The most ambitious use of hydrogen is in a car powered by a fuel cell, a device like a battery that turns hydrogen into electricity while emitting only heat and water vapor.  Hydrogen can also be burned directly in engines much like those that run on gasoline, but the US Energy Department's goal is fuel cells because they get twice as much work out of a pound of hydrogen.

Intense research is now going on at major companies and universities in North America on the development of a practical fuel cell.  Success couldWhat is the company and who is gesturing? have a profound effect on the 200 million motor vehicles in use in the United States, making the streets cleaner and quieter, with hydrogen-powered electric motors.  The transition to hydrogen could also wean the country away from gasoline and diesel fuel.

The main source for hydrogen today is natural gas, which is in short supply, is cumbersome to convert, and may have better uses.  Waiting in the wings is coal, burned in old power plants around the US that are already the focus of a national dispute over their emissions. Coal is cheap and abundant, and produced by major companies that are eager to continue mining and using it.  But it is a leading source of carbon dioxide, an important global warming gas, and pollutants that cause more immediate problems, like smog and acid rain.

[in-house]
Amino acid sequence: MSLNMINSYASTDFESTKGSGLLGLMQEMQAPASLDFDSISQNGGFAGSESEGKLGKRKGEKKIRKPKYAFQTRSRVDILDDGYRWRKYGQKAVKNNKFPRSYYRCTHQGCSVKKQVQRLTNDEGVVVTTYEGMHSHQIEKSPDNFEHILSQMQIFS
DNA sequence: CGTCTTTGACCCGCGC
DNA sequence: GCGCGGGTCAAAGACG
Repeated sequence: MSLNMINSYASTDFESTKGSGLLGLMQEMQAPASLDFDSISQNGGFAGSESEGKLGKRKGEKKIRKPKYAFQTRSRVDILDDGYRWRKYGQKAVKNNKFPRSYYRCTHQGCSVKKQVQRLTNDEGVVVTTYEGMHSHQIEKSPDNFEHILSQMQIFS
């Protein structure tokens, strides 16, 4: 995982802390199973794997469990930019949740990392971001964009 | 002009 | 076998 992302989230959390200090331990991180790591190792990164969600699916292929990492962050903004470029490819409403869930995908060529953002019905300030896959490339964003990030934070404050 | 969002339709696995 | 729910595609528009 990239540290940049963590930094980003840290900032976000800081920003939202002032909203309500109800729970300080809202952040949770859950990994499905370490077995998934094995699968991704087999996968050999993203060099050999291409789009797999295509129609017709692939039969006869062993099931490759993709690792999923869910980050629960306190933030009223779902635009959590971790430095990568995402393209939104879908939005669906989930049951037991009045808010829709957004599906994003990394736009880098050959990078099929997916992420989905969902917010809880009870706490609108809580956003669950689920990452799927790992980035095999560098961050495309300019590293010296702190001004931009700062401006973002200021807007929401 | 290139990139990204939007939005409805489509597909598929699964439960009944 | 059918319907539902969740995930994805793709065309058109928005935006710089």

The long-term hope is to make hydrogen from emission-free "renewable" technologies, like windmills or solar cells. In fact, hydrogen may be an essential step to translate the energy of wind or sunlight into power to turn a car's wheels, experts say.  But electricity from renewable technologies is so costly that even companies based on these technologies see problems.

"Hydrogen," the US Department of Energy said in November, 2002, "is the 'man on the moon' equivalent for this generation."  In fact, the latter analogy might prove apt, with hydrogen fuel cells resembling the Apollo rockets, as an impressive technology that was made workable and repeatedly demonstrated, but not capable of making major inroads into general use.  For now, fuel cells are about 100 times as expensive, per unit of power, as internal combustion engines.